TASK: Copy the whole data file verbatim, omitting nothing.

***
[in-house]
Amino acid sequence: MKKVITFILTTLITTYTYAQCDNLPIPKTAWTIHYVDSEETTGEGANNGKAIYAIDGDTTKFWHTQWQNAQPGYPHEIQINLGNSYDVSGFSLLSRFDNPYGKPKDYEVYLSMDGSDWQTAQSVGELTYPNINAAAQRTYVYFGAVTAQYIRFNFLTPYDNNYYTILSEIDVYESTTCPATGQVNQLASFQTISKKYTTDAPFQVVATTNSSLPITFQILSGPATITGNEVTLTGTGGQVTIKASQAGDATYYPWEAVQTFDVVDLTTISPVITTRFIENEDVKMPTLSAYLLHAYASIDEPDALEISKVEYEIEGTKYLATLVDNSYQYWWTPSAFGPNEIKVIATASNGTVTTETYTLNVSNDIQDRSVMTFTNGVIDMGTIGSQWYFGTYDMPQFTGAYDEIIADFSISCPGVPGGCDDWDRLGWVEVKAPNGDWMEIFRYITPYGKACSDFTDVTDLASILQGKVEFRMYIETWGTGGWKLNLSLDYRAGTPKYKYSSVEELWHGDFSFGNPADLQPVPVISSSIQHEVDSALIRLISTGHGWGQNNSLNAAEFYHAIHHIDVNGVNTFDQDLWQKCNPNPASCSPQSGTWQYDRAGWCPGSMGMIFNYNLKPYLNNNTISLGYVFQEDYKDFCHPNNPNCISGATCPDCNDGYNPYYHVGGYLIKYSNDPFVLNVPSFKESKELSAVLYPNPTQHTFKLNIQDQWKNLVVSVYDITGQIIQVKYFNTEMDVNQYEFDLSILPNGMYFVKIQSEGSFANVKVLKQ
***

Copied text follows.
[in-house]
Amino acid sequence: MKKVITFILTTLITTYTYAQCDNLPIPKTAWTIHYVDSEETTGEGANNGKAIYAIDGDTTKFWHTQWQNAQPGYPHEIQINLGNSYDVSGFSLLSRFDNPYGKPKDYEVYLSMDGSDWQTAQSVGELTYPNINAAAQRTYVYFGAVTAQYIRFNFLTPYDNNYYTILSEIDVYESTTCPATGQVNQLASFQTISKKYTTDAPFQVVATTNSSLPITFQILSGPATITGNEVTLTGTGGQVTIKASQAGDATYYPWEAVQTFDVVDLTTISPVITTRFIENEDVKMPTLSAYLLHAYASIDEPDALEISKVEYEIEGTKYLATLVDNSYQYWWTPSAFGPNEIKVIATASNGTVTTETYTLNVSNDIQDRSVMTFTNGVIDMGTIGSQWYFGTYDMPQFTGAYDEIIADFSISCPGVPGGCDDWDRLGWVEVKAPNGDWMEIFRYITPYGKACSDFTDVTDLASILQGKVEFRMYIETWGTGGWKLNLSLDYRAGTPKYKYSSVEELWHGDFSFGNPADLQPVPVISSSIQHEVDSALIRLISTGHGWGQNNSLNAAEFYHAIHHIDVNGVNTFDQDLWQKCNPNPASCSPQSGTWQYDRAGWCPGSMGMIFNYNLKPYLNNNTISLGYVFQEDYKDFCHPNNPNCISGATCPDCNDGYNPYYHVGGYLIKYSNDPFVLNVPSFKESKELSAVLYPNPTQHTFKLNIQDQWKNLVVSVYDITGQIIQVKYFNTEMDVNQYEFDLSILPNGMYFVKIQSEGSFANVKVLKQ